Sunday, December 4, 2016

Three new videos on Laura Ingalls Wilder/Little House Books

I have three videos showcasing some of our books/trinkets and thoughts on the sites, as well as some books I checked out from our library.  These ideas should hopefully help you pull some items together to create a Little House unit study, or just offer some great books to include in your pioneer/Laura studies.


  1. Thank you so much for the in depth booklist of Laura. I have a daughter that I believe would love doing a unit study. I have done a unit study with my son a few years ago and then didn't do anymore though I think both of my kids would benefit. I like the idea of unit studies but have questions. Do you have a post on how unit studies work like how long you can stay on one unit. I would think this particular one would be enough to cover a year. But, do you have suggestions on a source that would cover all the years --I have heard of Weaver through AOP. With my son I think he would learn so much more (he's 13)with unit studies but, he has always been on the move(modifying go carts, nerf guns and tinkering on something) not much on reading or writing. It has always been a struggle and I have tried different things. I know I am babbling I will end it here. Thanks you for your work and helping those of us that come after you --I am an older mother 46 with a 13 and 10 year old. Jessica

  2. Hey Jessica-thanks for your lovely comments and gosh-I haven't been on my blogs much lately-so I am not 100% sure if I do have a post that goes into detail on unit studies but I know on my Homeschooling on a Wing and a Prayer blog I did one about how to go about pulling one together. I will link that after this response... Unit studies can be as long or short as you want them to be...sometimes they even take on a life of their own.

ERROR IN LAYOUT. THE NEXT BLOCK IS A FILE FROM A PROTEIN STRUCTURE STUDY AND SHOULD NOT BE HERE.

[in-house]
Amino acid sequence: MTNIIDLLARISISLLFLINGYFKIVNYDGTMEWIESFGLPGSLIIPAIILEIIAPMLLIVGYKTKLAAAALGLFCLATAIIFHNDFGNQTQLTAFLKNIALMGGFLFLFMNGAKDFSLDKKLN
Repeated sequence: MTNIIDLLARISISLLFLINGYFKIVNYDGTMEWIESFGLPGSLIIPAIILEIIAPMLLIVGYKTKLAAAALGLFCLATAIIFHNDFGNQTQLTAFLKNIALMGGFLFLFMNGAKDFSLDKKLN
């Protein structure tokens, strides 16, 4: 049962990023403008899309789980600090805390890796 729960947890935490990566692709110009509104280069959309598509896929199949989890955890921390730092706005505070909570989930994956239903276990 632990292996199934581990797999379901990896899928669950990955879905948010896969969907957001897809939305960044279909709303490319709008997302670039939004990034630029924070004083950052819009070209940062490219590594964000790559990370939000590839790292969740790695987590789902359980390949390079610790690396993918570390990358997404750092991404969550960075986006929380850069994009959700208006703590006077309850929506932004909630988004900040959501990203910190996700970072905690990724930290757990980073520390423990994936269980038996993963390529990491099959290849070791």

And they involve some work to set up and pull materials together then of course-actually do it. LOL but they can be a great way to learn. There is a program that covers all the Little House books and it's called the Prairie Primer by Cadron Creek. I did not receive that one to review (way back when) but I know a few review buddies did and they seemed to like it. You could also create your own using say, resources from the internet like the lapbooks on Or via thru links on Pinterest.

    I have never seen/tried KONOS or Weaver but others have and hopefully, have some good reviews on the web to look for. I usually just pulled my own units together and that really has been more in the last few years of my homeschooling.

    Your son sounds an awful lot like my youngest (soon to be 16)....and so my solution is that I read almost all the material (history/Lit books and lots of the science stuff) to him. He is dyslexic and reading is not fun to him for the most part. Once I strike on a book he enjoys-he does read it, but it's a challenge to get him to do that. He likes to move-a lot. So when I read, he's either fussing with something [think Legos] or coloring a related picture for his notebook, or building something or playing with the cat and such. Was, now he's graduated to playing video car racing games on his phone or the tablet more often than not-but he retains the info! So finding your son's movement relievers (again, think quiet activities) will help you a ton and he will learn to listen whilst he keeps his hands/body busy (I mean my son will even do some of his workout while listening)...just be sure to have him narrate here and there to be sure he's not checked out. I also have my son doing small kit projects (so like when we were doing archaeology-he was working on a dig kit or putting a project like the Mayan Temple together) as I read.

    Writing and boys-well most run like wild animals away from it. I am still trying to corral my kid into that. SO we do very short lessons and life is better that SHORT and QUICK is the best for busy kids. Audio books may be a great way for your son to learn too. Your library should have oodles of them to check out. Many classics are on them.

    Check out Homeschool in the Woods ( as she has many great history units that have tons of hands on stuff to work thru as they learn.

    Your daughter will probably enjoy the Laura study more than your son. But that doesn't mean he cannot enjoy it...I would just add in some more boy oriented crafts and projects...there are some good pioneer and craftsman books available with ideas. HTH

    I could talk forever but do need to end it here for now...also, be sure to check out Pepper and Pine (Hana) on YT...she is a major Unit Study Queen with awesome ideas and how to videos.

    Here is the unit study post...on my main can be applied to any subject really....

    That blog has way more info on it ....Thanks again for visiting!